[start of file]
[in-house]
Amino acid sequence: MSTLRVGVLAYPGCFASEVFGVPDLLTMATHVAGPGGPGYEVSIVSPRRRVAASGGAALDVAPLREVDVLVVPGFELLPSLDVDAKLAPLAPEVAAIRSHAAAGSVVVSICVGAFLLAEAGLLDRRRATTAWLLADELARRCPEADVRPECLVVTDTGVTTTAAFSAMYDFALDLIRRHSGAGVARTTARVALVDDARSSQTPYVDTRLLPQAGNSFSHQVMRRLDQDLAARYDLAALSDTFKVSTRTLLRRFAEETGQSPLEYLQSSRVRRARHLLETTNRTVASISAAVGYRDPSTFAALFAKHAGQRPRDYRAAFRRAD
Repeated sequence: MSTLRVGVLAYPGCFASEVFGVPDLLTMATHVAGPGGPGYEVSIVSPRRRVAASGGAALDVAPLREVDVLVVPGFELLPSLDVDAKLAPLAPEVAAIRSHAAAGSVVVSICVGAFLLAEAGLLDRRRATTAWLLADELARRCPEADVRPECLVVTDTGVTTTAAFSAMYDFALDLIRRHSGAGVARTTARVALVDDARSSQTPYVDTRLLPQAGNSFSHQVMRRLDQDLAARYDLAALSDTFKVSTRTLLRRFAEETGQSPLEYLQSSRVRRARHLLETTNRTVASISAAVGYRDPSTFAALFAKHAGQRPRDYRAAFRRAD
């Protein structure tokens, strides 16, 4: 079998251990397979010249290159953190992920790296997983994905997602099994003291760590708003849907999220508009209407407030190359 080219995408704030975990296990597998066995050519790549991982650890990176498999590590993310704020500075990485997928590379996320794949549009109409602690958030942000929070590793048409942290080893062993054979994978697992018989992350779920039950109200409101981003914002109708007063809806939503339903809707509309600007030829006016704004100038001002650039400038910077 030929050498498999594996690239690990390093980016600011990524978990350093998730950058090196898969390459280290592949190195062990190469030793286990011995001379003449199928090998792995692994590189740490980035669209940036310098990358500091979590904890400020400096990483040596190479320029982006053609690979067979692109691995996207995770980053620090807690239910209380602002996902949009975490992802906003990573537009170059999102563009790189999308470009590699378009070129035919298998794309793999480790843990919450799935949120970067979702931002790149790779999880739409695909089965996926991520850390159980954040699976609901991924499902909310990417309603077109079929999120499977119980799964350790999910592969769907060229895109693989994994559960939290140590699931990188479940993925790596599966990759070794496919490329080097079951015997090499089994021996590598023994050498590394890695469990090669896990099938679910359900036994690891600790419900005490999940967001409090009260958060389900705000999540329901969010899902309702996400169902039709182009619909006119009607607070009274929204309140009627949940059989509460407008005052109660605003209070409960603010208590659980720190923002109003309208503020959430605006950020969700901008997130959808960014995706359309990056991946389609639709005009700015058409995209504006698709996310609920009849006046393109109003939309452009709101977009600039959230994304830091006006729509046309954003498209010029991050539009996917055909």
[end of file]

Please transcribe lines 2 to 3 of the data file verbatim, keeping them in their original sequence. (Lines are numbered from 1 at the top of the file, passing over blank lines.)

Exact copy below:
Amino acid sequence: MSTLRVGVLAYPGCFASEVFGVPDLLTMATHVAGPGGPGYEVSIVSPRRRVAASGGAALDVAPLREVDVLVVPGFELLPSLDVDAKLAPLAPEVAAIRSHAAAGSVVVSICVGAFLLAEAGLLDRRRATTAWLLADELARRCPEADVRPECLVVTDTGVTTTAAFSAMYDFALDLIRRHSGAGVARTTARVALVDDARSSQTPYVDTRLLPQAGNSFSHQVMRRLDQDLAARYDLAALSDTFKVSTRTLLRRFAEETGQSPLEYLQSSRVRRARHLLETTNRTVASISAAVGYRDPSTFAALFAKHAGQRPRDYRAAFRRAD
Repeated sequence: MSTLRVGVLAYPGCFASEVFGVPDLLTMATHVAGPGGPGYEVSIVSPRRRVAASGGAALDVAPLREVDVLVVPGFELLPSLDVDAKLAPLAPEVAAIRSHAAAGSVVVSICVGAFLLAEAGLLDRRRATTAWLLADELARRCPEADVRPECLVVTDTGVTTTAAFSAMYDFALDLIRRHSGAGVARTTARVALVDDARSSQTPYVDTRLLPQAGNSFSHQVMRRLDQDLAARYDLAALSDTFKVSTRTLLRRFAEETGQSPLEYLQSSRVRRARHLLETTNRTVASISAAVGYRDPSTFAALFAKHAGQRPRDYRAAFRRAD